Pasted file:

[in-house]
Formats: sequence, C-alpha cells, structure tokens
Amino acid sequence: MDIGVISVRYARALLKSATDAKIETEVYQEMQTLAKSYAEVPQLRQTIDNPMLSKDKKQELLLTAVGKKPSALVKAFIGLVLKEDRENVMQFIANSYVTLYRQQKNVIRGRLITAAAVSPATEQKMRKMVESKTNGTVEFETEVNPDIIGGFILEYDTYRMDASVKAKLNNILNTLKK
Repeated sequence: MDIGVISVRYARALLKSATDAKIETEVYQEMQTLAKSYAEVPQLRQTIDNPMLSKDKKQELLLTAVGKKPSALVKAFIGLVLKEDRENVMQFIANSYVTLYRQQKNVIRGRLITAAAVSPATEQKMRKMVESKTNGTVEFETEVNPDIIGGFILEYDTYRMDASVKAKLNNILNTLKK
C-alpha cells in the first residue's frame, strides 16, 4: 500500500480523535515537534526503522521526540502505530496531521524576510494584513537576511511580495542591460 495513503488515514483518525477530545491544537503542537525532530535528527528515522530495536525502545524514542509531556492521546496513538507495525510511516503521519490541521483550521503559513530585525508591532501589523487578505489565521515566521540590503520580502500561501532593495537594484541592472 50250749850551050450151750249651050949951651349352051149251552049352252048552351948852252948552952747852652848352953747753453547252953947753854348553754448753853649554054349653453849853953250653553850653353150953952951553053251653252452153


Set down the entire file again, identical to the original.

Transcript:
[in-house]
Formats: sequence, C-alpha cells, structure tokens
Amino acid sequence: MDIGVISVRYARALLKSATDAKIETEVYQEMQTLAKSYAEVPQLRQTIDNPMLSKDKKQELLLTAVGKKPSALVKAFIGLVLKEDRENVMQFIANSYVTLYRQQKNVIRGRLITAAAVSPATEQKMRKMVESKTNGTVEFETEVNPDIIGGFILEYDTYRMDASVKAKLNNILNTLKK
Repeated sequence: MDIGVISVRYARALLKSATDAKIETEVYQEMQTLAKSYAEVPQLRQTIDNPMLSKDKKQELLLTAVGKKPSALVKAFIGLVLKEDRENVMQFIANSYVTLYRQQKNVIRGRLITAAAVSPATEQKMRKMVESKTNGTVEFETEVNPDIIGGFILEYDTYRMDASVKAKLNNILNTLKK
C-alpha cells in the first residue's frame, strides 16, 4: 500500500480523535515537534526503522521526540502505530496531521524576510494584513537576511511580495542591460 495513503488515514483518525477530545491544537503542537525532530535528527528515522530495536525502545524514542509531556492521546496513538507495525510511516503521519490541521483550521503559513530585525508591532501589523487578505489565521515566521540590503520580502500561501532593495537594484541592472 50250749850551050450151750249651050949951651349352051149251552049352252048552351948852252948552952747852652848352953747753453547252953947753854348553754448753853649554054349653453849853953250653553850653353150953952951553053251653252452153